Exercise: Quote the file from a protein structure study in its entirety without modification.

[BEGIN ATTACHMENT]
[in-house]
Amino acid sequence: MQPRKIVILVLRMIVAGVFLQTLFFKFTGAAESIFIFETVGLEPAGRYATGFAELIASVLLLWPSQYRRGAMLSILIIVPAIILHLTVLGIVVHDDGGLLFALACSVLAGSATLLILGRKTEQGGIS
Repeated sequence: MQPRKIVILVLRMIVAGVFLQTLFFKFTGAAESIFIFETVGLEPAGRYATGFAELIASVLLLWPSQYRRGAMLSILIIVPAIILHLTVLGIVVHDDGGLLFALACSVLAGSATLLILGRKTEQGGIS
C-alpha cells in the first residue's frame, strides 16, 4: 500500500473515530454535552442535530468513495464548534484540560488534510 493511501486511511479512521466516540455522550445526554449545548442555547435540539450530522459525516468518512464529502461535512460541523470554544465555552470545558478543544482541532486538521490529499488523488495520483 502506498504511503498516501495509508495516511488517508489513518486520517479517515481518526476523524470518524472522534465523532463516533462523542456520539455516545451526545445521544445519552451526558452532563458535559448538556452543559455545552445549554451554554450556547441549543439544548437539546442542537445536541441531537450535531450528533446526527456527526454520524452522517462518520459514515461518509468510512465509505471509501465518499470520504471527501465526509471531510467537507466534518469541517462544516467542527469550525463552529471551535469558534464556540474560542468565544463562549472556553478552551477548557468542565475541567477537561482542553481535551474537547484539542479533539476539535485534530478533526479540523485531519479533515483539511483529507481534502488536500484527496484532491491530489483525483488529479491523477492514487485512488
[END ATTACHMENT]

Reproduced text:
[in-house]
Amino acid sequence: MQPRKIVILVLRMIVAGVFLQTLFFKFTGAAESIFIFETVGLEPAGRYATGFAELIASVLLLWPSQYRRGAMLSILIIVPAIILHLTVLGIVVHDDGGLLFALACSVLAGSATLLILGRKTEQGGIS
Repeated sequence: MQPRKIVILVLRMIVAGVFLQTLFFKFTGAAESIFIFETVGLEPAGRYATGFAELIASVLLLWPSQYRRGAMLSILIIVPAIILHLTVLGIVVHDDGGLLFALACSVLAGSATLLILGRKTEQGGIS
C-alpha cells in the first residue's frame, strides 16, 4: 500500500473515530454535552442535530468513495464548534484540560488534510 493511501486511511479512521466516540455522550445526554449545548442555547435540539450530522459525516468518512464529502461535512460541523470554544465555552470545558478543544482541532486538521490529499488523488495520483 502506498504511503498516501495509508495516511488517508489513518486520517479517515481518526476523524470518524472522534465523532463516533462523542456520539455516545451526545445521544445519552451526558452532563458535559448538556452543559455545552445549554451554554450556547441549543439544548437539546442542537445536541441531537450535531450528533446526527456527526454520524452522517462518520459514515461518509468510512465509505471509501465518499470520504471527501465526509471531510467537507466534518469541517462544516467542527469550525463552529471551535469558534464556540474560542468565544463562549472556553478552551477548557468542565475541567477537561482542553481535551474537547484539542479533539476539535485534530478533526479540523485531519479533515483539511483529507481534502488536500484527496484532491491530489483525483488529479491523477492514487485512488